Jonathan Osborne, professor of science education at King's College, London, said: "How is this going to assess pupils' ability to express themselves in scientific language, a major aspect of science?"

Andrew Hunt, of the Nuffield Foundation, said the buck should stop with the QCA: "If the new programme of study is meant to emphasise scientific literacy, it does seem odd that the main mode of assessment is multiple choice. Why the QCA has approved it, I cannot imagine."

A source involved in the development of the new science courses said that consultants working for the QCA are supposed to ensure that the course is assessed in a way that matches the "spirit" of the new science curriculum.

"The system falls down if they accept assessment materials that are not in the spirit of it. That's what seems to have happened here," he said.

AQA would not comment beyond its initial response in June that the new exams had not been "dumbed down" and would test higher order thinking skills.

Edexcel said: "Multiple choice has been a standard at GCSE and A-levels for many years. All boards use multiple choice as a valid method of assessment.

"Edexcel specifications are produced in consultation with teachers, examiners, consultants and other interested parties."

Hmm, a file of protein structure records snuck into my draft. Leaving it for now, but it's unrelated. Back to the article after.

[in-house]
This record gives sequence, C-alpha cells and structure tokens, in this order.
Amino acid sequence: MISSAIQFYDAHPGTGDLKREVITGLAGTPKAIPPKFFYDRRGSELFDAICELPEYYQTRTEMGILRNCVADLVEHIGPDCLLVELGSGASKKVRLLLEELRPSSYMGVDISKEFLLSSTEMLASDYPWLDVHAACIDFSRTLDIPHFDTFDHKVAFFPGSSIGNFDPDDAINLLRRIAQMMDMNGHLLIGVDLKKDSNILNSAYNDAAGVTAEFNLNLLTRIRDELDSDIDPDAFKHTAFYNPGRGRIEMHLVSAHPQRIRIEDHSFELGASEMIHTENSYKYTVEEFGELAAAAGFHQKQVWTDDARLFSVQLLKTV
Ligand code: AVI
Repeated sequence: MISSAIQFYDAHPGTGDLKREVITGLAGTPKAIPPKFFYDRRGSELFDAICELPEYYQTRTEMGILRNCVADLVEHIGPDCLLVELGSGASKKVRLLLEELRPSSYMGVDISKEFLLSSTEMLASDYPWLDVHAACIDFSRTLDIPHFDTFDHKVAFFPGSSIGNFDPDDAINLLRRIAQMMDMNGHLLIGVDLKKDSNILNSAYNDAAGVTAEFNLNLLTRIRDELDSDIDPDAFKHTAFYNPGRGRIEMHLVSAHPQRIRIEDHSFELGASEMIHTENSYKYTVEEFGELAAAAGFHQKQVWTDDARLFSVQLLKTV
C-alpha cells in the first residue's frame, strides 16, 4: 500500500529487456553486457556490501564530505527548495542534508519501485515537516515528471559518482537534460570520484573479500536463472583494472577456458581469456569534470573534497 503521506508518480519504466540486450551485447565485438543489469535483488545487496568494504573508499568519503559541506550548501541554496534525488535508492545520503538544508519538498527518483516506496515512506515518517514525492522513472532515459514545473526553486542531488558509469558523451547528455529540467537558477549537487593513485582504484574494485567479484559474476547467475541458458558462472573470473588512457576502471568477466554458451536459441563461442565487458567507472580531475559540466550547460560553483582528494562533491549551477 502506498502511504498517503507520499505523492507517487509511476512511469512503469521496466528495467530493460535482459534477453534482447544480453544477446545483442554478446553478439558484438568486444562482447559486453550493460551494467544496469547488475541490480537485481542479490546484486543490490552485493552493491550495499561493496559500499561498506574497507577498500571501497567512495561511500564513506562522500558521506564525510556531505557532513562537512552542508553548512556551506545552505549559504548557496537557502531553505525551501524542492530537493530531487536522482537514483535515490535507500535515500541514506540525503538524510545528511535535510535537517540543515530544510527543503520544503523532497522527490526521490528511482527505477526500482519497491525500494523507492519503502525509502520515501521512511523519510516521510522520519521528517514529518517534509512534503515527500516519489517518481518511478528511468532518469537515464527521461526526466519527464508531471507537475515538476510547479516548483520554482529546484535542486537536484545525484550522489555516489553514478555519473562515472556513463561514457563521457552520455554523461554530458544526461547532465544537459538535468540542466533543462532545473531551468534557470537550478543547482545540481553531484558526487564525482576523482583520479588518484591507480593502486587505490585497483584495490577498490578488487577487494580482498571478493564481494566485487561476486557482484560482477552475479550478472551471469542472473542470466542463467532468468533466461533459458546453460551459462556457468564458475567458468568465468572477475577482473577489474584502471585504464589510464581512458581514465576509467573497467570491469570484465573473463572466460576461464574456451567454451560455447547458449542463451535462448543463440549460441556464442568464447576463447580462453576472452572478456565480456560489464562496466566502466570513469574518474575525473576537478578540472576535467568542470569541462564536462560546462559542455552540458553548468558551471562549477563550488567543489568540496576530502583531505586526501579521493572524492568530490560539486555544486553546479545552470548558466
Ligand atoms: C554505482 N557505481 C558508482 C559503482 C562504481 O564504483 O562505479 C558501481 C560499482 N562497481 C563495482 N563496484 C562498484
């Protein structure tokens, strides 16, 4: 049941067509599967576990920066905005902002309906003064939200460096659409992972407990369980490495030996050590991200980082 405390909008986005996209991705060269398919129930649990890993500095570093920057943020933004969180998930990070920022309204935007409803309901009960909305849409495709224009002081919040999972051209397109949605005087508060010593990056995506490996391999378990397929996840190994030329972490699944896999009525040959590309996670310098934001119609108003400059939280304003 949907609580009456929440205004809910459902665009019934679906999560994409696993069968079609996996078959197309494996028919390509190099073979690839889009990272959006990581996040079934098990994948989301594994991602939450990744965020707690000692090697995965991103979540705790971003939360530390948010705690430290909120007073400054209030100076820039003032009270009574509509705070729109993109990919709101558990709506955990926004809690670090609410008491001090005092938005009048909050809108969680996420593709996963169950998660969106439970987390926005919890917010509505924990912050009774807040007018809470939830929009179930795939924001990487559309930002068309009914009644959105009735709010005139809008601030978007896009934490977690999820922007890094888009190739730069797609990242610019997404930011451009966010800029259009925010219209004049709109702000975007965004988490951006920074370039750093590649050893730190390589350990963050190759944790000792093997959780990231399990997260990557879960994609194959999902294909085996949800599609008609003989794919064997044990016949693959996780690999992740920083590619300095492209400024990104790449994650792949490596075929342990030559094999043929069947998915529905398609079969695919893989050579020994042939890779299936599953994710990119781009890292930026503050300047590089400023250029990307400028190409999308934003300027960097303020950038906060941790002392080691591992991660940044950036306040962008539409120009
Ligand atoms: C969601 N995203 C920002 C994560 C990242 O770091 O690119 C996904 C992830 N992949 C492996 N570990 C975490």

It is puzzling, then, that no one appears to have picked up on multiple choice as an issue.

If any reader has more information on this issue, email

Typical question

The diagram shows how one early theory attempted to explain the formation of mountains on the Earth

a) This early theory suggests that the mountains are formed...

1 as low density rock rises from the core

2 as molten rock escapes from the core

3 by the shrinking of the Earth

4 by volcanic eruptions.

b) According to this theory...

1 mountains rose from the sea bed

2 mountains were formed by earthquakes

3 mountains were formed by a rising tectonic plate

4 the high points of the wrinkles formed the mountains.

c) One reason why this theory is not accepted now is because...

1 radioactive processes in the Earth release heat

2 the Earth is spherical

3 there are convection currents in the Earth's crust

4 the material in the Earth's interior is less dense than the crust.

d) Scientists now think that mountains are formed...

1 because the Earth is expanding as it heats up

2 by earthquakes at plate boundaries

3 by large-scale movements of the Earth's crust

4 by weathering and erosion of older mountain ranges